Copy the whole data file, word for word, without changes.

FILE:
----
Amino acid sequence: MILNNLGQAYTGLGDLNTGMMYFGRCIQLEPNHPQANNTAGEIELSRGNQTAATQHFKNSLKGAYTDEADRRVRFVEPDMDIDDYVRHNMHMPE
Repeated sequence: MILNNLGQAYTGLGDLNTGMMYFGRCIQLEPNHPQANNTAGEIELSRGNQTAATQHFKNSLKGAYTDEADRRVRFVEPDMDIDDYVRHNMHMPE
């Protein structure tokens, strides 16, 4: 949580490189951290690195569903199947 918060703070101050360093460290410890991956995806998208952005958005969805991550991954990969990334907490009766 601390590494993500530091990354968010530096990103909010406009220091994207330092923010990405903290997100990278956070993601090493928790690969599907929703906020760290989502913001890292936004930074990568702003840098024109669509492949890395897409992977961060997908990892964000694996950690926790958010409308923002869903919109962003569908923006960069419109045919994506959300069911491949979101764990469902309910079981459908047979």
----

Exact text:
Amino acid sequence: MILNNLGQAYTGLGDLNTGMMYFGRCIQLEPNHPQANNTAGEIELSRGNQTAATQHFKNSLKGAYTDEADRRVRFVEPDMDIDDYVRHNMHMPE
Repeated sequence: MILNNLGQAYTGLGDLNTGMMYFGRCIQLEPNHPQANNTAGEIELSRGNQTAATQHFKNSLKGAYTDEADRRVRFVEPDMDIDDYVRHNMHMPE
């Protein structure tokens, strides 16, 4: 949580490189951290690195569903199947 918060703070101050360093460290410890991956995806998208952005958005969805991550991954990969990334907490009766 601390590494993500530091990354968010530096990103909010406009220091994207330092923010990405903290997100990278956070993601090493928790690969599907929703906020760290989502913001890292936004930074990568702003840098024109669509492949890395897409992977961060997908990892964000694996950690926790958010409308923002869903919109962003569908923006960069419109045919994506959300069911491949979101764990469902309910079981459908047979």